Note that this is a dev install – not a production install, hence the use of the --save-dev tag. I want express listed in devDependencies. Now, on to the server code, which I place in testserver.js:

var express = require('express'),
    config = require('./gulp/configuration');

var app = express();
app.use(express.static(config.test.server.rootdir));
app.listen(config.test.server.port || 3000, function() {
    console.info('Listening for connections');
});

This is about the most basic configuration for an ExpressJS server you can get. I’m serving static pages from the area I’ve built. That’s enough of infrastructure – now, how about running tests? I’ve got two files in my files list that I have not written yet. The first is a test file called global-tests.js and the other is a HTML file that sets up the test run – called global.html. The global-tests.js is a pretty normal Mocha test suite:

/* global describe, it, chai, MyLibrary */
var expect = chai.expect;

describe('MyLibrary.Client - Global Browser Object', function () {
    it('should have an MyLibrary global object', function () {
        expect(MyLibrary).to.be.a('object');
    });

    it('should have an MyLibrary.Client method', function () {
        expect(MyLibrary.Client).to.be.a('function');
    });

    it('should create a Client object when run in a browser', function () {
        var client = new MyLibrary.Client();
        expect(client).to.be.an.instanceof(MyLibrary.Client);
    });

    it('should set the url appropriately', function () {
        var client = new MyLibrary.Client();
        expect(client.url).to.equal('http://localhost:3000');
    });

    it('should set the environment appropriately', function () {
        var client = new MyLibrary.Client();
        expect(client.environment).to.equal('web/globals');
    });
});

There are a couple of changes. Firstly, this code is going to run in the browser, so you must write your tests for that environment. Secondly, it expects that the test framework is established already – it expects the chai library to be pre-loaded. One other thing is that this is a minimal test load. The majority of the testing is done inside my standard Mocha test run. As long as you have your tests exercise all paths within the code across the test suites (both the standard mocha tests and the browser tests), then you will be ok. I only test things that need the browser in order to test them.

The global.html test file sets up the tests, loads the appropriate libraries and then executes the tests:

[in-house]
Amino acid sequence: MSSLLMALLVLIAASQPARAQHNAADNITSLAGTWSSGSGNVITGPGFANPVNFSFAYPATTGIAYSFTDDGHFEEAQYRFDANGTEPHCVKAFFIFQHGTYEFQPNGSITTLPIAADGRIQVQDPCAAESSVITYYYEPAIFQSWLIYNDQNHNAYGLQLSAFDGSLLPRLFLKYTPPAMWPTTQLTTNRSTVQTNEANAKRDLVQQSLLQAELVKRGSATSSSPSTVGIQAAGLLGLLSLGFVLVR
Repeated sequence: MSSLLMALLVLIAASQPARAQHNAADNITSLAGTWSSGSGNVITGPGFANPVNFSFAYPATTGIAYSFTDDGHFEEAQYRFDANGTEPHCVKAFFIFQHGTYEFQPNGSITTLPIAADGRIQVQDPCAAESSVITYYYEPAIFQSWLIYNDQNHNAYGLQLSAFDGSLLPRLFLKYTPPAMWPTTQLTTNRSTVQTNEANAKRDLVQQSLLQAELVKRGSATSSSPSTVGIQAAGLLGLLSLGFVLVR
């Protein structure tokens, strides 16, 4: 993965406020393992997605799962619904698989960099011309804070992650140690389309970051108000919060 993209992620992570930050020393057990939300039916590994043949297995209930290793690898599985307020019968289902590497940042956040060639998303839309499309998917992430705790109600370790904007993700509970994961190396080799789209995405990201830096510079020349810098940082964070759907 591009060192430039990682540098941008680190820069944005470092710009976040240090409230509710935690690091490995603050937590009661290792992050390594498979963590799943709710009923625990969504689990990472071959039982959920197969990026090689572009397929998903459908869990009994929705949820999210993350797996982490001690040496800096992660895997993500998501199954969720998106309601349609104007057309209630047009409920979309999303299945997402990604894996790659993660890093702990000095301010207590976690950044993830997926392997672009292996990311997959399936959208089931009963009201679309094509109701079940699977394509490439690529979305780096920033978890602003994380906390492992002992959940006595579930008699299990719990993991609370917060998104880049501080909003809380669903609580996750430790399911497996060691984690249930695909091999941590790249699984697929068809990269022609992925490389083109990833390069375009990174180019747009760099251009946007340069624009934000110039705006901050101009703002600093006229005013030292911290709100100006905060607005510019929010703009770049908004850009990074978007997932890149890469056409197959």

<!DOCTYPE html>
<html>

<head>
    <title>Mocha Test File: Global Library Definition</title>
    <meta charset="utf-8">
    <link rel="stylesheet" href="mocha.css">
</head>

<body>
    <div id="mocha"></div>
    <script src="mocha.js"></script>
    <script src="chai.js"></script>
    <script>
        mocha.setup('bdd');
        mocha.reporter('html');
    </script>
    <script src="MyLibrary.js"></script>
    <script src="global-tests.js"></script>
    <script>
        mocha.run();
    </script>
</body>

</html>

I’m intending on writing a test file that implements the global object version, AMD module definition and browserify to ensure that the library runs in all environments. Each environment will have it’s own HTML file and test suite file. I can include as many of these sets as I want.

Running the tests

Running the tests at this stage is a two-step process. First, you start the server:

node testserver.js

Secondly, you browse to http://localhost:3000/global.html – note the initiator for your test suite is the HTML file. If you have done everything properly, the tests will just work:

mocha-browser

If things don’t work, you can use Developer Tools to figure out what is going on and correct the problem, then re-run the tests. Since this is an ES2015 project, there are some things that may require a polyfill. You can provide your own (mine only needs a polyfill for Object.assign – a matter for a couple of dozen lines of code), or you can use a major ES2015 polyfill like core.js – just ensure you load the polyfill in your test environment. This is also a great pointer to ensure your library has the right dependencies listed and that you have documented your requirements for the browser.